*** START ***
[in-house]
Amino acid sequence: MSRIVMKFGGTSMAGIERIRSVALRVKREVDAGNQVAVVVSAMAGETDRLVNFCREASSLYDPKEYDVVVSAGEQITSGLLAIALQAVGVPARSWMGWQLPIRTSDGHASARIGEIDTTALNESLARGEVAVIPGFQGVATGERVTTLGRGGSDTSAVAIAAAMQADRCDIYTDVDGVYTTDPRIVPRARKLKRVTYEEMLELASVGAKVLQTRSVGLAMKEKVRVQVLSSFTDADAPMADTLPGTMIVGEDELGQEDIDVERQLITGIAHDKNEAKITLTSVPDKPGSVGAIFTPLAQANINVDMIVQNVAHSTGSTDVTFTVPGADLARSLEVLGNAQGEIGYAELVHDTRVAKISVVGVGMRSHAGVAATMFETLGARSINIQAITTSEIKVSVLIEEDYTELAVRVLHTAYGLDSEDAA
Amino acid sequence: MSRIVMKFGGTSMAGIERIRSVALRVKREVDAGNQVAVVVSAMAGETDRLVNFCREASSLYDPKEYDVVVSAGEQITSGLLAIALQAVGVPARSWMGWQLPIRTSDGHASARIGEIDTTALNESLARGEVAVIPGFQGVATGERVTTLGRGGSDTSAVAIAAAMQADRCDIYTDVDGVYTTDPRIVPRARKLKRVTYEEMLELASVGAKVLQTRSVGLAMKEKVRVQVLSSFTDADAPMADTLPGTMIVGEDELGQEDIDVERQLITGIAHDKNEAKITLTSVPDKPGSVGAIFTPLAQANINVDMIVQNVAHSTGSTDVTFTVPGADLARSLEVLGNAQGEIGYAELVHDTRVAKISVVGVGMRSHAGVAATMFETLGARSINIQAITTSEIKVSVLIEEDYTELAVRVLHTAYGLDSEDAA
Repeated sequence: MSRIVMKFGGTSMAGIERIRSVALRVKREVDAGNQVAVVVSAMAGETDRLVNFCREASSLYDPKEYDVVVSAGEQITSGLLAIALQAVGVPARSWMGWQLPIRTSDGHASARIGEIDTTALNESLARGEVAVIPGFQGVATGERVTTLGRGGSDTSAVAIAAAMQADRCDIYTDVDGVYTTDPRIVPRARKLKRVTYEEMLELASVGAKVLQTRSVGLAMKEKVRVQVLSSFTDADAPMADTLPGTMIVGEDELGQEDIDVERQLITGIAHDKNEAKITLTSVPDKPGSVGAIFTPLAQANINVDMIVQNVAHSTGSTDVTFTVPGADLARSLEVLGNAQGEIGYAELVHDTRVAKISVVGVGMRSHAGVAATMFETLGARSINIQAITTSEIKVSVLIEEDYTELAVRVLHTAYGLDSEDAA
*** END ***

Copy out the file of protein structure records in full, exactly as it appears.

[in-house]
Amino acid sequence: MSRIVMKFGGTSMAGIERIRSVALRVKREVDAGNQVAVVVSAMAGETDRLVNFCREASSLYDPKEYDVVVSAGEQITSGLLAIALQAVGVPARSWMGWQLPIRTSDGHASARIGEIDTTALNESLARGEVAVIPGFQGVATGERVTTLGRGGSDTSAVAIAAAMQADRCDIYTDVDGVYTTDPRIVPRARKLKRVTYEEMLELASVGAKVLQTRSVGLAMKEKVRVQVLSSFTDADAPMADTLPGTMIVGEDELGQEDIDVERQLITGIAHDKNEAKITLTSVPDKPGSVGAIFTPLAQANINVDMIVQNVAHSTGSTDVTFTVPGADLARSLEVLGNAQGEIGYAELVHDTRVAKISVVGVGMRSHAGVAATMFETLGARSINIQAITTSEIKVSVLIEEDYTELAVRVLHTAYGLDSEDAA
Amino acid sequence: MSRIVMKFGGTSMAGIERIRSVALRVKREVDAGNQVAVVVSAMAGETDRLVNFCREASSLYDPKEYDVVVSAGEQITSGLLAIALQAVGVPARSWMGWQLPIRTSDGHASARIGEIDTTALNESLARGEVAVIPGFQGVATGERVTTLGRGGSDTSAVAIAAAMQADRCDIYTDVDGVYTTDPRIVPRARKLKRVTYEEMLELASVGAKVLQTRSVGLAMKEKVRVQVLSSFTDADAPMADTLPGTMIVGEDELGQEDIDVERQLITGIAHDKNEAKITLTSVPDKPGSVGAIFTPLAQANINVDMIVQNVAHSTGSTDVTFTVPGADLARSLEVLGNAQGEIGYAELVHDTRVAKISVVGVGMRSHAGVAATMFETLGARSINIQAITTSEIKVSVLIEEDYTELAVRVLHTAYGLDSEDAA
Repeated sequence: MSRIVMKFGGTSMAGIERIRSVALRVKREVDAGNQVAVVVSAMAGETDRLVNFCREASSLYDPKEYDVVVSAGEQITSGLLAIALQAVGVPARSWMGWQLPIRTSDGHASARIGEIDTTALNESLARGEVAVIPGFQGVATGERVTTLGRGGSDTSAVAIAAAMQADRCDIYTDVDGVYTTDPRIVPRARKLKRVTYEEMLELASVGAKVLQTRSVGLAMKEKVRVQVLSSFTDADAPMADTLPGTMIVGEDELGQEDIDVERQLITGIAHDKNEAKITLTSVPDKPGSVGAIFTPLAQANINVDMIVQNVAHSTGSTDVTFTVPGADLARSLEVLGNAQGEIGYAELVHDTRVAKISVVGVGMRSHAGVAATMFETLGARSINIQAITTSEIKVSVLIEEDYTELAVRVLHTAYGLDSEDAA